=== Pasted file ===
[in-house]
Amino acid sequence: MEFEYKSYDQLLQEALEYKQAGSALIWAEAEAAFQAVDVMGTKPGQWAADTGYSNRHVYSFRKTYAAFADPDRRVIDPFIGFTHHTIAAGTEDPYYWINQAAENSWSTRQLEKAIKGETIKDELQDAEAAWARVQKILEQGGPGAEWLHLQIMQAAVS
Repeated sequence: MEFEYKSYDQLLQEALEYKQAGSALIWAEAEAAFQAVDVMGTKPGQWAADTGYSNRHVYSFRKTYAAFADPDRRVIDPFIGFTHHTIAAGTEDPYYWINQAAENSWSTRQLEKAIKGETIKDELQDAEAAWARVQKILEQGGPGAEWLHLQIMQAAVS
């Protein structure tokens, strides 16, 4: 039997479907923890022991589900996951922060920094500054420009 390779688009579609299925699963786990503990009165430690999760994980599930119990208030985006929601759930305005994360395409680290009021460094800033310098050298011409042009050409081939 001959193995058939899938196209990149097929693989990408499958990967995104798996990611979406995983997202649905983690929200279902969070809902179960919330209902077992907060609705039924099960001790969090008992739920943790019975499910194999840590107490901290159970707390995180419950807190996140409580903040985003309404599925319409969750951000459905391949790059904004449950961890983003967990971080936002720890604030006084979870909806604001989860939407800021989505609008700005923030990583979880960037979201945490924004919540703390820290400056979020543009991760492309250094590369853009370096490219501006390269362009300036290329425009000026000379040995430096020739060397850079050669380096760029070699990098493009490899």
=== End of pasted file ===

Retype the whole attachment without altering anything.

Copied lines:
[in-house]
Amino acid sequence: MEFEYKSYDQLLQEALEYKQAGSALIWAEAEAAFQAVDVMGTKPGQWAADTGYSNRHVYSFRKTYAAFADPDRRVIDPFIGFTHHTIAAGTEDPYYWINQAAENSWSTRQLEKAIKGETIKDELQDAEAAWARVQKILEQGGPGAEWLHLQIMQAAVS
Repeated sequence: MEFEYKSYDQLLQEALEYKQAGSALIWAEAEAAFQAVDVMGTKPGQWAADTGYSNRHVYSFRKTYAAFADPDRRVIDPFIGFTHHTIAAGTEDPYYWINQAAENSWSTRQLEKAIKGETIKDELQDAEAAWARVQKILEQGGPGAEWLHLQIMQAAVS
């Protein structure tokens, strides 16, 4: 039997479907923890022991589900996951922060920094500054420009 390779688009579609299925699963786990503990009165430690999760994980599930119990208030985006929601759930305005994360395409680290009021460094800033310098050298011409042009050409081939 001959193995058939899938196209990149097929693989990408499958990967995104798996990611979406995983997202649905983690929200279902969070809902179960919330209902077992907060609705039924099960001790969090008992739920943790019975499910194999840590107490901290159970707390995180419950807190996140409580903040985003309404599925319409969750951000459905391949790059904004449950961890983003967990971080936002720890604030006084979870909806604001989860939407800021989505609008700005923030990583979880960037979201945490924004919540703390820290400056979020543009991760492309250094590369853009370096490219501006390269362009300036290329425009000026000379040995430096020739060397850079050669380096760029070699990098493009490899």